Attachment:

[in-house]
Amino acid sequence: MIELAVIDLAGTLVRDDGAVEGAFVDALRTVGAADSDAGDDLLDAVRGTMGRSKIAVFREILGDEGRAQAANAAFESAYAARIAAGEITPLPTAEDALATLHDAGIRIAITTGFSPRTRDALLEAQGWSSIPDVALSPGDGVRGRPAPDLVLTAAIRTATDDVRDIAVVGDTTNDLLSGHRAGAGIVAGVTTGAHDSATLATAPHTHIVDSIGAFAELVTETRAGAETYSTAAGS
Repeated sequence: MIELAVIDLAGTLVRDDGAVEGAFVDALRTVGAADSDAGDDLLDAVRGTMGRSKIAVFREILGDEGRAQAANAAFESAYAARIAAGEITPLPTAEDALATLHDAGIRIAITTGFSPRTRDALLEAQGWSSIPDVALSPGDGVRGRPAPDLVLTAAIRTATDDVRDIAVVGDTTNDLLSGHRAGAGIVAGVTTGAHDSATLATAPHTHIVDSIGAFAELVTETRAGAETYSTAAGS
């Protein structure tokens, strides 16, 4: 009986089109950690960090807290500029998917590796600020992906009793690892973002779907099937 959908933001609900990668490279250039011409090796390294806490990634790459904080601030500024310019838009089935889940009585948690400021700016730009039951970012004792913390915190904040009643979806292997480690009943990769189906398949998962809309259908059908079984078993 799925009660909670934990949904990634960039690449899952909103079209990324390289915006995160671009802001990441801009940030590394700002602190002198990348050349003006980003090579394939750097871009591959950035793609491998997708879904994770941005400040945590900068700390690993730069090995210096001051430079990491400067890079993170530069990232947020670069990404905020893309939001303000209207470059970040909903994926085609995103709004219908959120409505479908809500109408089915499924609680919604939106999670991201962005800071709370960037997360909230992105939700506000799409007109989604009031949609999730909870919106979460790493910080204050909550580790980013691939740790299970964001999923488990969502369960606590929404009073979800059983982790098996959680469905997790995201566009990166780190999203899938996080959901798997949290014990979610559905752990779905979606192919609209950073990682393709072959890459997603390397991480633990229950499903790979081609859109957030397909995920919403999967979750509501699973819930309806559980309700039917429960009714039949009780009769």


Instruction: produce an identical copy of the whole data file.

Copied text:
[in-house]
Amino acid sequence: MIELAVIDLAGTLVRDDGAVEGAFVDALRTVGAADSDAGDDLLDAVRGTMGRSKIAVFREILGDEGRAQAANAAFESAYAARIAAGEITPLPTAEDALATLHDAGIRIAITTGFSPRTRDALLEAQGWSSIPDVALSPGDGVRGRPAPDLVLTAAIRTATDDVRDIAVVGDTTNDLLSGHRAGAGIVAGVTTGAHDSATLATAPHTHIVDSIGAFAELVTETRAGAETYSTAAGS
Repeated sequence: MIELAVIDLAGTLVRDDGAVEGAFVDALRTVGAADSDAGDDLLDAVRGTMGRSKIAVFREILGDEGRAQAANAAFESAYAARIAAGEITPLPTAEDALATLHDAGIRIAITTGFSPRTRDALLEAQGWSSIPDVALSPGDGVRGRPAPDLVLTAAIRTATDDVRDIAVVGDTTNDLLSGHRAGAGIVAGVTTGAHDSATLATAPHTHIVDSIGAFAELVTETRAGAETYSTAAGS
């Protein structure tokens, strides 16, 4: 009986089109950690960090807290500029998917590796600020992906009793690892973002779907099937 959908933001609900990668490279250039011409090796390294806490990634790459904080601030500024310019838009089935889940009585948690400021700016730009039951970012004792913390915190904040009643979806292997480690009943990769189906398949998962809309259908059908079984078993 799925009660909670934990949904990634960039690449899952909103079209990324390289915006995160671009802001990441801009940030590394700002602190002198990348050349003006980003090579394939750097871009591959950035793609491998997708879904994770941005400040945590900068700390690993730069090995210096001051430079990491400067890079993170530069990232947020670069990404905020893309939001303000209207470059970040909903994926085609995103709004219908959120409505479908809500109408089915499924609680919604939106999670991201962005800071709370960037997360909230992105939700506000799409007109989604009031949609999730909870919106979460790493910080204050909550580790980013691939740790299970964001999923488990969502369960606590929404009073979800059983982790098996959680469905997790995201566009990166780190999203899938996080959901798997949290014990979610559905752990779905979606192919609209950073990682393709072959890459997603390397991480633990229950499903790979081609859109957030397909995920919403999967979750509501699973819930309806559980309700039917429960009714039949009780009769």